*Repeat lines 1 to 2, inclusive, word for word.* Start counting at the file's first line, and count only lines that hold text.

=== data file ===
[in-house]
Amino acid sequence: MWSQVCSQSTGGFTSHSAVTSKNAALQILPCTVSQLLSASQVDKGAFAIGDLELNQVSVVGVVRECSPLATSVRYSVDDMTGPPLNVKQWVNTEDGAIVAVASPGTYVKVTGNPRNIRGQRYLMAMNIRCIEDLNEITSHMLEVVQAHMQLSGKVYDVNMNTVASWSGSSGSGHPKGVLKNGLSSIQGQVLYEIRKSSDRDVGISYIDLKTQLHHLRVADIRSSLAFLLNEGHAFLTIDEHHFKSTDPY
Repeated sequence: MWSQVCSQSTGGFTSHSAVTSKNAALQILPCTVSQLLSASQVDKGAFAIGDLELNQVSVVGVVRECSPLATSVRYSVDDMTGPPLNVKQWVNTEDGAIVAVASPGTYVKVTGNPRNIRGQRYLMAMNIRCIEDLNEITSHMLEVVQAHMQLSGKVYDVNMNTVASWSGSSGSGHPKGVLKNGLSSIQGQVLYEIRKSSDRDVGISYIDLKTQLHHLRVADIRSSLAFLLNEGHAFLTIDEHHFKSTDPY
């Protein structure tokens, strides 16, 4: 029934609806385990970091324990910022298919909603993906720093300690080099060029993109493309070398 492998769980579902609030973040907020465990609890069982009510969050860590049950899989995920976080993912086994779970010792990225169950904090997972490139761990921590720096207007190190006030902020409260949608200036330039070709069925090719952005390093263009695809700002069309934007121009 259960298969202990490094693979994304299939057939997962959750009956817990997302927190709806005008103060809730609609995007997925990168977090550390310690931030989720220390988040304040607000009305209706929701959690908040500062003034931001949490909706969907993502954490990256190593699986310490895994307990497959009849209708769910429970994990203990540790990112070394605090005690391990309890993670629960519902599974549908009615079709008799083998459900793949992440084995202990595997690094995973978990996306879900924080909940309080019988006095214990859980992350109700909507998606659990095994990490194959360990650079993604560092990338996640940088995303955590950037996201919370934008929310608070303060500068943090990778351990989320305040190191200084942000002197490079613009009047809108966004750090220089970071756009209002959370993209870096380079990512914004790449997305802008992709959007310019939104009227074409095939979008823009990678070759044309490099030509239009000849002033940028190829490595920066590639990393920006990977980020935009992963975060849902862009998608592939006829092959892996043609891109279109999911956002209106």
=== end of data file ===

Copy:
[in-house]
Amino acid sequence: MWSQVCSQSTGGFTSHSAVTSKNAALQILPCTVSQLLSASQVDKGAFAIGDLELNQVSVVGVVRECSPLATSVRYSVDDMTGPPLNVKQWVNTEDGAIVAVASPGTYVKVTGNPRNIRGQRYLMAMNIRCIEDLNEITSHMLEVVQAHMQLSGKVYDVNMNTVASWSGSSGSGHPKGVLKNGLSSIQGQVLYEIRKSSDRDVGISYIDLKTQLHHLRVADIRSSLAFLLNEGHAFLTIDEHHFKSTDPY